“Writing is utter solitude, the descent into the cold abyss of oneself.” ~ Franz Kafka
I think that many – if not all – of us agree with the concept of writing being a solitary activity. Don’t you feel distracted or uncomfortable writing when people are going about their business around you, or worse, when they try to talk to you and/or look over your shoulder?
Some of the greatest writers of our time have emphasized more than once that solitude, being alone, when writing is of utmost importance. Here’s a good read on this topic: What Great Artists Need: Solitude.
So what am I getting at?
Perhaps some of the greatest works of writing were created out of being alone and not being “shackled” by marriage.
Don’t get me wrong! I am not against marriage, but what if…?
What if being single gave some famous writers the freedom they needed to go on a writing binge without having to think of someone else?
What if not having to face marital problems – which can easily snowball to separation, the need for an attorney, and ultimately divorce – gave these writers wings to soar to creative heights without being pulled down to the ground?
What if being alone brought out the best and worst, leading to stories that stand the test of time?
Curious George that I am, I did a bit of research on famous writers who never married, and guess what? I was caught off-guard more than once.
Famous writers who never married
1. Jane Austen
I honestly didn’t know that Jane Austen, the writer of the most famous opening line of a novel, never married! With a lot of her work being romantic fiction, it can be argued that she just never found her Darcy.
2. Emily Dickinson
One of my go-to poets, Emily Dickinson was known to be reclusive. It’s not really a surprise that she never married. She never really hid her views on marriage. As The Poetry Foundation writes:
In her observation of married women, her mother not excluded, she saw the failing health, the unmet demands, the absenting of self that was part of the husband-wife relationship. The “wife” poems of the 1860s reflect this ambivalence.
3. Louisa May Alcott
Who hasn’t read Little Women? This book was the stuff children’s (or tweens’?) dreams were made of – at least back in the day.
Scholar Harriet Reisen has a good explanation of why the author didn’t marry. Her father was an idealist who went on about his business without really caring about the practical state of his family, which was dirt poor.
Alcott saw her mother as being dependent on a husband who didn’t meet the needs of the family, and she vowed she wouldn’t be like that. That she would never be poor.
Fun fact: Louisa May Alcott may never have married, but she did have the honor of learning personally from Henry David Thoreau, Ralph Waldo Emerson and Theodore Parker who were friends of her family.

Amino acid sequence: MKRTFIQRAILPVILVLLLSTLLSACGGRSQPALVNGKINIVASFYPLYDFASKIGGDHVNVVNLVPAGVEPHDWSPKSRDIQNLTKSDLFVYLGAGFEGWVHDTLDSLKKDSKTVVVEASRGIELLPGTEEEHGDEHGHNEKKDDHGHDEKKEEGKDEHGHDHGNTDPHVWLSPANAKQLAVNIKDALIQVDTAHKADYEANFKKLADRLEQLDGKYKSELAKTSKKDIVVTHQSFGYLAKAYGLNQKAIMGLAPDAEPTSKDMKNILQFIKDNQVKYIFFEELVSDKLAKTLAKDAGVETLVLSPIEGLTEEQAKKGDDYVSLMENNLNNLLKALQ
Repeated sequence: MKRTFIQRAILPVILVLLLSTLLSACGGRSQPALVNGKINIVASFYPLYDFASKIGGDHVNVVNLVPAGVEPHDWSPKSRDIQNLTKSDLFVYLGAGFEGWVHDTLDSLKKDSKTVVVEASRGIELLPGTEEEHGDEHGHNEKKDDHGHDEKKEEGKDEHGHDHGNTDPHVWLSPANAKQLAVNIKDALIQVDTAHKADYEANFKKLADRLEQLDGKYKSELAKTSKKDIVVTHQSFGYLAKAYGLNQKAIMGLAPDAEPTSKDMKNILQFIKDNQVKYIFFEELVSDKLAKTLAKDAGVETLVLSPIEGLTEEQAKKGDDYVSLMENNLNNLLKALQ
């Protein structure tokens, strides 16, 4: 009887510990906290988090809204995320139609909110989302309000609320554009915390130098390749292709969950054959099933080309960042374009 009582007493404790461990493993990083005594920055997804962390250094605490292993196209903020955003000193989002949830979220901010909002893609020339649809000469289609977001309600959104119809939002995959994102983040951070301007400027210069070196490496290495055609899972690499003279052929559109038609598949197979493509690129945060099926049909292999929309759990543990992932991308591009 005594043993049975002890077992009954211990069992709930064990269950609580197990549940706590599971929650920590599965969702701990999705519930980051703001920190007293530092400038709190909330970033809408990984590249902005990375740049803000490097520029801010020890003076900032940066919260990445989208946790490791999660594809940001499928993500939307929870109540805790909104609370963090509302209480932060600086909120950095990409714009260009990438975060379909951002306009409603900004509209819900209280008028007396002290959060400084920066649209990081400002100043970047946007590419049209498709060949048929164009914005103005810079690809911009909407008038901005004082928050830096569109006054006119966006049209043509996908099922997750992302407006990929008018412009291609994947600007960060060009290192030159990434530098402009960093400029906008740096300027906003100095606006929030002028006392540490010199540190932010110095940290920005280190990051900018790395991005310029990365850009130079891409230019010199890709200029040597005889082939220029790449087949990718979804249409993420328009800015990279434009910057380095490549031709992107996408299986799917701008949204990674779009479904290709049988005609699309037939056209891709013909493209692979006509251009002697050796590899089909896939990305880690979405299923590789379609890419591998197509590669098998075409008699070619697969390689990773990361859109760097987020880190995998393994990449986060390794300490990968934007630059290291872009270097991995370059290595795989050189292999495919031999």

4. Henry David Thoreau
One of the most famous American writers, Thoreau is best known for his book Walden.
It’s not that Thoreau didn’t have any interest in getting married – he proposed to one Ellen Sewall (after his brother John did), but got rejected because her father was against the Thoreau family’s liberal religious views.
5. Walt Whitman
Poet and journalist Walt Whitman stirred up his fair share of controversy, especially with his most famous collection of verse, Leaves of Grass, which didn’t really hide its sexual theme – quite the opposite, actually. By the way, did you know that this book was self-published? Controversy notwithstanding, this writer is considered to be one of the most influential in American literature.
So why didn’t Whitman get married? His situation was not so simple.
Some assume, based on his work, that he was homosexual. Others say he was bisexual. Given the times he lived in, his romantic life was no doubt, as we say today, “complicated”.
Louisa May Alcott also appears to have been gay. Jo from Little women is one of the most nearly-out fictional lesbians of all time, and a gay icon.
In fact, it’s possible many of the lifelong bachelors/bachelorettes of history would have been married if it had been legal to marry their partners. But I’m sure some were dedicated to the single life as well.
Noemi Tasarra-Twigg says
I totally missed that, but now that you mention Jo, it does make sense.
Noira Johnson says
Please don’t make any _false_ stupid remarks without having any knowledge…..
being a tomboy not in the least means being gay. It is not that all girls are prim and prudent- graceful and elegant.
In those days, there weren’t many rights for girls like nowadays girls do play football, do play cricket and other sports. Therefore if any girl wanted to do things of any such sort, they were counted as tomboys not gays?